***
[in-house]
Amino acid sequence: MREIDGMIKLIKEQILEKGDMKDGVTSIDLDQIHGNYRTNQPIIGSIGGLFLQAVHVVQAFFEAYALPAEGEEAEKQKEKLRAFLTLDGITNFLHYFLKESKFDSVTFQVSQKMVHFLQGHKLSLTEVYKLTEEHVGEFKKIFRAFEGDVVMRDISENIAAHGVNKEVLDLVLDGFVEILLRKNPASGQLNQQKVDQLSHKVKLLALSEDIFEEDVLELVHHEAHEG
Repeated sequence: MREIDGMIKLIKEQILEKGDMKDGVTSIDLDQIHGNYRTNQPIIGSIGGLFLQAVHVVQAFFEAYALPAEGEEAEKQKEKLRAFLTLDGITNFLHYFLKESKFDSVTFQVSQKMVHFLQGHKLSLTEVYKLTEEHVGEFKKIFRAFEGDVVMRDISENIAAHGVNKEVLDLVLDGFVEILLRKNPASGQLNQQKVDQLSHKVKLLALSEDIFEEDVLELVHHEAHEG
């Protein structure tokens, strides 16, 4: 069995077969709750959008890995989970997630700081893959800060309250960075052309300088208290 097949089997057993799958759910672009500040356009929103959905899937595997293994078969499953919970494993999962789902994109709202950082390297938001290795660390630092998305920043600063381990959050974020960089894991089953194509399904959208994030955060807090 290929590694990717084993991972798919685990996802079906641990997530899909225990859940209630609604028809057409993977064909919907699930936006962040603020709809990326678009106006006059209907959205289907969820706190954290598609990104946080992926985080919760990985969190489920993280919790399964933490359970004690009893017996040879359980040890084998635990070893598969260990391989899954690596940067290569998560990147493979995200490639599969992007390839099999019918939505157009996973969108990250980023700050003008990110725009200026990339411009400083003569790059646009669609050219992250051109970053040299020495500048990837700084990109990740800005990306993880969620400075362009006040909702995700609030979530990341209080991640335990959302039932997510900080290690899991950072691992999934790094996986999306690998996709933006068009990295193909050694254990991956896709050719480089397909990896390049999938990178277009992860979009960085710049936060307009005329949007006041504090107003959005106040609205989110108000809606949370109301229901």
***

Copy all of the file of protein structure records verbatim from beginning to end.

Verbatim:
[in-house]
Amino acid sequence: MREIDGMIKLIKEQILEKGDMKDGVTSIDLDQIHGNYRTNQPIIGSIGGLFLQAVHVVQAFFEAYALPAEGEEAEKQKEKLRAFLTLDGITNFLHYFLKESKFDSVTFQVSQKMVHFLQGHKLSLTEVYKLTEEHVGEFKKIFRAFEGDVVMRDISENIAAHGVNKEVLDLVLDGFVEILLRKNPASGQLNQQKVDQLSHKVKLLALSEDIFEEDVLELVHHEAHEG
Repeated sequence: MREIDGMIKLIKEQILEKGDMKDGVTSIDLDQIHGNYRTNQPIIGSIGGLFLQAVHVVQAFFEAYALPAEGEEAEKQKEKLRAFLTLDGITNFLHYFLKESKFDSVTFQVSQKMVHFLQGHKLSLTEVYKLTEEHVGEFKKIFRAFEGDVVMRDISENIAAHGVNKEVLDLVLDGFVEILLRKNPASGQLNQQKVDQLSHKVKLLALSEDIFEEDVLELVHHEAHEG
């Protein structure tokens, strides 16, 4: 069995077969709750959008890995989970997630700081893959800060309250960075052309300088208290 097949089997057993799958759910672009500040356009929103959905899937595997293994078969499953919970494993999962789902994109709202950082390297938001290795660390630092998305920043600063381990959050974020960089894991089953194509399904959208994030955060807090 290929590694990717084993991972798919685990996802079906641990997530899909225990859940209630609604028809057409993977064909919907699930936006962040603020709809990326678009106006006059209907959205289907969820706190954290598609990104946080992926985080919760990985969190489920993280919790399964933490359970004690009893017996040879359980040890084998635990070893598969260990391989899954690596940067290569998560990147493979995200490639599969992007390839099999019918939505157009996973969108990250980023700050003008990110725009200026990339411009400083003569790059646009669609050219992250051109970053040299020495500048990837700084990109990740800005990306993880969620400075362009006040909702995700609030979530990341209080991640335990959302039932997510900080290690899991950072691992999934790094996986999306690998996709933006068009990295193909050694254990991956896709050719480089397909990896390049999938990178277009992860979009960085710049936060307009005329949007006041504090107003959005106040609205989110108000809606949370109301229901």